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+ - One week of OpenSSL cleanup ->

Submitted by CrAlt
CrAlt (3208) writes "After the news of heartbleed broke early last week, the OpenBSD team dove in and started axing it up into shape. Leading this effort are Ted Unangst (tedu@) and Miod Vallat (miod@), who are head-to-head on a pure commit count basis with both having around 50 commits in this part of the tree in the week since Ted's first commit in this area. They are followed closely by Joel Sing (jsing@) who is systematically going through every nook and cranny and applying some basic KNF. Next in line are Theo de Raadt (deraadt@) and Bob Beck (beck@) who've been both doing a lot of cleanup, ripping out weird layers of abstraction for standard system or library calls.

Then Jonathan Grey (jsg@) and Reyk Flöter (reyk@) come next, followed by a group of late starters. Also, an honorable mention for Christian Weisgerber (naddy@), who has been fixing issues in ports related to this work.

All combined, there've been over 250 commits cleaning up OpenSSL. In one week. Some of these are simple or small changes, while other commits carry more weight. Of course, occasionally mistakes get made but these are also quickly fixed again, but the general direction is clear: move the tree forward towards a better, more readable, less buggy crypto library.

Check them out at http://anoncvs.estpak.ee/cgi-b..."

Link to Original Source

Comment: Re:Hmmm ... (Score 1) 137

by CrAlt (#46776219) Attached to: Industry-Wide Smartphone "Kill Switch" Closer To Reality

This will be used to shut down protests and stifle dissent.

I disagree. "The Man" does not need any killswitch to cut off protesters. He only has to shut off the cell sites in the target area.
. Also if you brick the cellphone you can no longer track it. It would make more sense to block all traffic but leave the phones connected to the network and track them. This way to know WHO is there and where they are going.

I do agree that sooner or later it will get hacked. Imagine what would happen to ATT or VZN if every smartphone on their networked got bricked.

The Internet

How the Internet Is Taking Away America's Religion 1037

Posted by timothy
from the randi-does-miracles dept.
pitchpipe (708843) points out a study highlighted by MIT's Technology Review, which makes the bold claim that "Using the Internet can destroy your faith. That's the conclusion of a study showing that the dramatic drop in religious affiliation in the U.S. since 1990 is closely mirrored by the increase in Internet use," and writes "I attribute my becoming an atheist to the internet, so what the study is saying supports my anecdote. If I hadn't been exposed to all of the different arguments about religion, etc., via the internet I would probably just be another person who identifies as religious but doesn't attend services. What do you think? Have you become more religious, less religious, or about the same since being on the internet? What if you've always had it?"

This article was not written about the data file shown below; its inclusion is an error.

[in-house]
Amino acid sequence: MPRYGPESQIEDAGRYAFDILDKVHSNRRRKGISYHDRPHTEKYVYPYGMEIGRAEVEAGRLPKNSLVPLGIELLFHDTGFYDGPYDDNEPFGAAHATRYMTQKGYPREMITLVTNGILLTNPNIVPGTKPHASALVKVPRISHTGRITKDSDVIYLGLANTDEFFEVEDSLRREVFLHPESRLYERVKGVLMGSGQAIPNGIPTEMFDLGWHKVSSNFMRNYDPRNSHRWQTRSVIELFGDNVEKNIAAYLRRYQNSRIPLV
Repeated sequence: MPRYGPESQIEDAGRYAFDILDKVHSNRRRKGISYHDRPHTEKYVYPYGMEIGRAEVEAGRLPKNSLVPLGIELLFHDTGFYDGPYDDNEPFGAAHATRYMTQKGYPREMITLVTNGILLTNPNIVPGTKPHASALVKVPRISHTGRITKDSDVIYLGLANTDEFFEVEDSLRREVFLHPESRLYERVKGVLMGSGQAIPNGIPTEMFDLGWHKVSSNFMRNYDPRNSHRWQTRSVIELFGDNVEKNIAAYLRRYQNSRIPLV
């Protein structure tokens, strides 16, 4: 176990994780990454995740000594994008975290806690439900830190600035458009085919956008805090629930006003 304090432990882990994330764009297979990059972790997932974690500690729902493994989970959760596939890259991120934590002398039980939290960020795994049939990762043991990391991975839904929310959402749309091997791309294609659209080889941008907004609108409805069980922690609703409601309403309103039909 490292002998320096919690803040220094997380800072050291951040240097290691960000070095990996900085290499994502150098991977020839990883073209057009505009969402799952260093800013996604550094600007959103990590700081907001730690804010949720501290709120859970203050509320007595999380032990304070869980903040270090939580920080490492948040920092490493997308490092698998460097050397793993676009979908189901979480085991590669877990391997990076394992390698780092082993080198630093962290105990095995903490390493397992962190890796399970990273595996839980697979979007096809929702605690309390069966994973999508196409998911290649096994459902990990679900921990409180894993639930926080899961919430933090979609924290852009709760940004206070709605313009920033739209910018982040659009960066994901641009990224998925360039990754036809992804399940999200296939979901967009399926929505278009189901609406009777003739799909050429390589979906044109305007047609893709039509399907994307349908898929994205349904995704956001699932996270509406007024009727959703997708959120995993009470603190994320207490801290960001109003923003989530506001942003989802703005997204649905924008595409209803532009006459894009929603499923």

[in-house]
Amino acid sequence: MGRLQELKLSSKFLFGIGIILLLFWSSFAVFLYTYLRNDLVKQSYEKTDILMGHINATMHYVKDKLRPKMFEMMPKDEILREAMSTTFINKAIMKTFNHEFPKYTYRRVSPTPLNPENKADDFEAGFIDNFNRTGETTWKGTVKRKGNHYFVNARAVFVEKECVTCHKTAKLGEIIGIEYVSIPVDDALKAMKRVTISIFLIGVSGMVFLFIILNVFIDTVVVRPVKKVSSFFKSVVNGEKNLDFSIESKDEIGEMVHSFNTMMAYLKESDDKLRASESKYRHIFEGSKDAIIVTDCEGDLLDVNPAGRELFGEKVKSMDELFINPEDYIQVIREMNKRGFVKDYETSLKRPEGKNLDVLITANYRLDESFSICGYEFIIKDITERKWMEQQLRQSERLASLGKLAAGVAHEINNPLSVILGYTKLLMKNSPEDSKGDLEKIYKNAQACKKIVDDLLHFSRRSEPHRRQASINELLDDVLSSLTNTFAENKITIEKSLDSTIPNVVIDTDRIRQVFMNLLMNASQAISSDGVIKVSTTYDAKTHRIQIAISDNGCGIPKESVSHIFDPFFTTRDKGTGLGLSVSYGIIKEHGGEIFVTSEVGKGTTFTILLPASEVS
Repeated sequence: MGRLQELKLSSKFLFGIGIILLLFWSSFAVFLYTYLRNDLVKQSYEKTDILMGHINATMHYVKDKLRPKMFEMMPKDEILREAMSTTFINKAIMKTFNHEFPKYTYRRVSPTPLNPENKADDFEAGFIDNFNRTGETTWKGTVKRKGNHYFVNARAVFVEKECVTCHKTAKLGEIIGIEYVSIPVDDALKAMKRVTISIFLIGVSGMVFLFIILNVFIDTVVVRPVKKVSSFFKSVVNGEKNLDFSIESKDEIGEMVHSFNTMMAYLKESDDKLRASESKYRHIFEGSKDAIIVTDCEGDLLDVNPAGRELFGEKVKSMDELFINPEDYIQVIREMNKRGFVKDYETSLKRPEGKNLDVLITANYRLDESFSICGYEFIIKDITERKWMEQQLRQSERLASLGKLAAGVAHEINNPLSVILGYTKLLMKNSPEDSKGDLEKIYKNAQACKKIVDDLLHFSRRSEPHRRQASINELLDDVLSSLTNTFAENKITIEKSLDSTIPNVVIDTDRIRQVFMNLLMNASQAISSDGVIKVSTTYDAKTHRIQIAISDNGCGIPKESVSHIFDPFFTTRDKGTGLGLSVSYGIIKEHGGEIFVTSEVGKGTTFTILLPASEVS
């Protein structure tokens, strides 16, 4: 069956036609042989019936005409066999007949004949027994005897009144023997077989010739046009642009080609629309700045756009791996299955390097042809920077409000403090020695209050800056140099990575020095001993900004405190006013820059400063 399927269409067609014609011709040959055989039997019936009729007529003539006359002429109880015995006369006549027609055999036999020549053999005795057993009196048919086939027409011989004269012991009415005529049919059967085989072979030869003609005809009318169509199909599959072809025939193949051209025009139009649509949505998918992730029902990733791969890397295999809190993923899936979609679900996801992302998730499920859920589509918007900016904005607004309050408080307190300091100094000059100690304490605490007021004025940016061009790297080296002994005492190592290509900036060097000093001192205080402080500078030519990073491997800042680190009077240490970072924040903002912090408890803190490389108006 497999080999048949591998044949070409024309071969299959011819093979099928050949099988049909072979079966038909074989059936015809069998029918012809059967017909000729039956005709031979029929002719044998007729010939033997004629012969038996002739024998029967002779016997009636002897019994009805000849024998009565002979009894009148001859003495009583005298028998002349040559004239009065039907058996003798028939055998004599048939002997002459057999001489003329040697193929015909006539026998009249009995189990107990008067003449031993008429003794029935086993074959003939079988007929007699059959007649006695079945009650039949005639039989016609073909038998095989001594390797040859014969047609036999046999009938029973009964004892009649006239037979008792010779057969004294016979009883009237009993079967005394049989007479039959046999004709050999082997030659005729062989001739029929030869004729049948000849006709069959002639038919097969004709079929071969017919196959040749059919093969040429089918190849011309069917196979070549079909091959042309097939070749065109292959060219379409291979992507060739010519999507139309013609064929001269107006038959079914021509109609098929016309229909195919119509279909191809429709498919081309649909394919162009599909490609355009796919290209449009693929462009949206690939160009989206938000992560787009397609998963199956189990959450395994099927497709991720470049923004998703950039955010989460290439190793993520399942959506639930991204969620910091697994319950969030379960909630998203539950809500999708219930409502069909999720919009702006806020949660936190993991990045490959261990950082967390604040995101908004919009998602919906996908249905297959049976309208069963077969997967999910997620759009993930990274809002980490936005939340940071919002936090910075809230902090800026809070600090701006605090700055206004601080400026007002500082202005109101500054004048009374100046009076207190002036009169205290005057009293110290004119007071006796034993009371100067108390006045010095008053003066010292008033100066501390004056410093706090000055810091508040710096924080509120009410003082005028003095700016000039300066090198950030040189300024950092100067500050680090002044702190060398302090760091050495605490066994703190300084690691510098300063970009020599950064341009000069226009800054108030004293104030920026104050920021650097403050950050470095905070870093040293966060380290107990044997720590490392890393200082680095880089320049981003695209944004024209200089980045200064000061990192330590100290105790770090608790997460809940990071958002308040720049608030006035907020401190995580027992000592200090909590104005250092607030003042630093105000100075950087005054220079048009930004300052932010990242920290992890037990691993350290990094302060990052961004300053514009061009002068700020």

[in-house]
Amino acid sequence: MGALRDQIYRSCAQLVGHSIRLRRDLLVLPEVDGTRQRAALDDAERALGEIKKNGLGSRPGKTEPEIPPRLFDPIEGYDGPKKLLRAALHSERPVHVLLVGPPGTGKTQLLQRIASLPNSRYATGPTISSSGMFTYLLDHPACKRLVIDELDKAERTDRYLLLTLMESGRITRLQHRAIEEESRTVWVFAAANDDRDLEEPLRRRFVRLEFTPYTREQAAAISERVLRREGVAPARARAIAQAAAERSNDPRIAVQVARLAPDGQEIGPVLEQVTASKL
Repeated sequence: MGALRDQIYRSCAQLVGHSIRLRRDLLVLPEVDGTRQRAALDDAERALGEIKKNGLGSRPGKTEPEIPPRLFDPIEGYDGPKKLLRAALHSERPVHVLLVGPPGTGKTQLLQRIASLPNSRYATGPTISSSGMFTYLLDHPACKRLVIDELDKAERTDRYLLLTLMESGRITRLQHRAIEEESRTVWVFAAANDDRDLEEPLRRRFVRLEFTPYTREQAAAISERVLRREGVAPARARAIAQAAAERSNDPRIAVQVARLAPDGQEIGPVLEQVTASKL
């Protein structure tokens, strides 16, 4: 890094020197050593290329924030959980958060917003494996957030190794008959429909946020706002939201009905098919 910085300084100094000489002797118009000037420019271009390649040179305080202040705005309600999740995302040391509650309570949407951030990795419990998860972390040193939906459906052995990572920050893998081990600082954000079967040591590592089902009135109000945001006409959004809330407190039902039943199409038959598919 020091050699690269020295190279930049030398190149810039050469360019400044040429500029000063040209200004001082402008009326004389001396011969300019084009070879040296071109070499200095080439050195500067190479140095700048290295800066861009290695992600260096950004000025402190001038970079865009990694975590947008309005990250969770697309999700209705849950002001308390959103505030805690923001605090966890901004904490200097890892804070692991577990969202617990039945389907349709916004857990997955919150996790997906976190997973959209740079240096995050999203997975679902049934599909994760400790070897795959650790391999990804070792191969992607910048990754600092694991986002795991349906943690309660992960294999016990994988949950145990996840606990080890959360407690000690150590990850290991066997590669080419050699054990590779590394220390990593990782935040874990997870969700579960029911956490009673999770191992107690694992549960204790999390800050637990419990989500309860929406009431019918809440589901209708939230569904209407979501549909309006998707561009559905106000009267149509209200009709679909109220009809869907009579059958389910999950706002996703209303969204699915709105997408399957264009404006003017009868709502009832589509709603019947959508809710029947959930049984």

Google

New Australian Privacy Laws Could Have Ramifications On Google Glass 128

Posted by samzenpus
from the glass-half-empty dept.
An anonymous reader writes "Recording private conversations or activities using Google's Glass eyewear or similar wearable technologies without consent could become illegal under a push to overhaul Australian state and federal privacy laws. From the article: 'The Australian Law Reform Commission discussion paper, released on Monday morning, recommended 47 legislative changes aimed at updating existing privacy laws for the digital age. It proposed the government introduce a statutory cause of action for a serious invasion of one’s privacy, in what would be the first time a person’s privacy has legally been protected in Australia. It also recommended harmonising rules for using technology to monitor and record authors, which are currently legislated by state governments, to deal with the implications of new technologies such as wearable devices and drones.'"
Businesses

White House: Get ACA Insurance Coverage, Launch Start-Ups 578

Posted by timothy
from the have-your-neighbors-pay-the-rent-too dept.
dcblogs writes that the Obama Administration is urging tech entrepreneurs "to sign up for health insurance under the Affordable Care Act, and said having the coverage will give them the 'freedom and security' to start their own businesses. 'There is strong evidence that when affordable healthcare isn't exclusively tied to employment, in more instances people choose to start their own companies,' wrote White House CTO Todd Park in a post to launch its #GeeksGetCovered campaign. Bruce Bachenheimer, a professor of management at Pace University and director of its Entrepreneurship Lab, said the effort is part of a broader appeal by the White House to get younger and healthier people to sign-up for Obamacare, and is in the same vein as President Obama's recent appearance on Between Two Ferns." Removing the tax structures that make companies by default intermediaries in the provision of health insurance, and allowing more interstate (and international) competition in health finance options would help on that front, too, aside from who's actually footing the insurance bill.
Crime

Woman Attacked In San Francisco Bar For Wearing Google Glass 921

Posted by timothy
from the asking-for-it dept.